According to an NBC Chicago report, CDOT plans to add new street markings and bollards to help prevent drivers from misusing the left turn lane. The department did not immediately reply to Streetsblog’s question about whether the bollards will be flimsy plastic posts, which would probably be quickly demolished by motorists, or made of a sturdier material like concrete or metal.

Close up of a metal placard affixed to a white ghost bike. A close-up of the placard hanging on the ghost bike in remembrance of Gerardo Marciales. It reads: "In memory of Gerardo Marciales: Gerardo‘s life was cut short by a driver who ran a red right at this intersection Gerardo sincere love and passionate life are the greatest gift he gave to the world. Gerardo es amado y extrañado todos los días. (Gerardo is loved and missed every day) 10/9/1980-3/2/2022"
The inscription on a metal plaque on the ghost bike reads, “In memory of Gerardo Marciales: Gerardo‘s life was cut short by a driver who ran a red right at this intersection on 2/28/22. Gerardo sincere love and passionate life are the greatest gifts he gave to the world.
Gerardo es amado y extrañado todos los días. (‘Gerardo is loved and missed every day.’) 10/9/1980-3/2/2022.” Photo: Courtney Cobbs

On April 21, Bike Lane Uprising led volunteers in a guerrilla traffic study of the intersection where Gerardo was killed. I went out to observe and record conditions. I was honestly shocked at how common it was to see drivers stationed or moving in the crosswalk during the walk signal, and motorists illegally using the turn lane to proceed through the light, often at high speeds.

https://platform.twitter.com/widgets.js

That day I met a downtown tour guide who tweets under the handle Segway Batman. He shared that he’s had a number of close calls during the course of his job showing visitors the sights. He said that in the five hours he was observing drivers during the traffic study, he counted close to 2,000 motorists either running the red on the left-turn phase, or illegally using the turn lane to bypass other through traffic.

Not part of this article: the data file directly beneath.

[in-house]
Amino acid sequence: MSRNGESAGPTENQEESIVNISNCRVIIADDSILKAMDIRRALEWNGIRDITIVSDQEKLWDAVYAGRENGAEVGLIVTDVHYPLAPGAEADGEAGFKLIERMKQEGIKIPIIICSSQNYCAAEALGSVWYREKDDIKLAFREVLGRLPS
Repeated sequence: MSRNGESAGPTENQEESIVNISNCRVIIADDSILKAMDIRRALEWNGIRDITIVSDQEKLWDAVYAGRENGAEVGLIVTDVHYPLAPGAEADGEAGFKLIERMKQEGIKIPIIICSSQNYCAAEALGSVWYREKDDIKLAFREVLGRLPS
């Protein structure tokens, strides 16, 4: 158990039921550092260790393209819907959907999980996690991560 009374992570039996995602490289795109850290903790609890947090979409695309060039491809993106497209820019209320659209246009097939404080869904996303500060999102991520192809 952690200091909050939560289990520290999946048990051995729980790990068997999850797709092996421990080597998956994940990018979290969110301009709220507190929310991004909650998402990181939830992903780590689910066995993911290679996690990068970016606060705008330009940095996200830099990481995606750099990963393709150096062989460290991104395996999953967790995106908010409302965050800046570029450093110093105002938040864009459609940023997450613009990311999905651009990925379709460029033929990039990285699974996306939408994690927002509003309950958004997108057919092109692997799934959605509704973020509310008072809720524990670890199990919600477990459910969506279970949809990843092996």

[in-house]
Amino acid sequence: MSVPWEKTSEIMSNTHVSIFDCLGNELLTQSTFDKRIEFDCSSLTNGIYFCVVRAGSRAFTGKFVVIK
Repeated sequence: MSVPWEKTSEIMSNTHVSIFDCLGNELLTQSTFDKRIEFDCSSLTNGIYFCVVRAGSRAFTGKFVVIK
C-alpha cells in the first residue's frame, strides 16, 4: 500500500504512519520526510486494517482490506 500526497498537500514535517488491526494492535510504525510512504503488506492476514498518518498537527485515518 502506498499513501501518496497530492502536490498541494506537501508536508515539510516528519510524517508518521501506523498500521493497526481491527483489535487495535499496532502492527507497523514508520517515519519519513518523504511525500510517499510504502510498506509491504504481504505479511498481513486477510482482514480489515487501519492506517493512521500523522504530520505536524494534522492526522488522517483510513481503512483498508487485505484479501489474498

During last night’s vigil I took a photo of myself and a few other attendees waiting on the small pedestrian island where Gerardo’s ghost bike was installed, with four traffic lanes on either side. It was a powerful symbol of the lack of regard decision-makers at CDOT and/or the Illinois Department of Transportation (which has jurisdiction over the drive) have for people walking and biking.

Infuriatingly, police reportedly later said the city wouldn’t allow the ghost bike to stay in place overnight. Prematurely removing the shrine would have shown callous indifference to Gerardo’s grieving family and friends.

However, the tour guide reported that the memorial was still in place as of 4 p.m. today.

https://platform.twitter.com/widgets.js

Gerardo was not the only vulnerable road user killed near this location in recent years. For example, in October 2015 a motorcyclist ran a red and killed Katrin Kutscheidt, a 25-year-old visitor from Germany, as she was walking across the drive at Buckingham Fountain, two blocks north of Balbo.

My hope is that their deaths, and those of countless other Chicago traffic violence victims, will not have been in vain. We must learn from their stories and implement policies and street designs that prioritize human life over convenient driving.

ALSO ON STREETSBLOG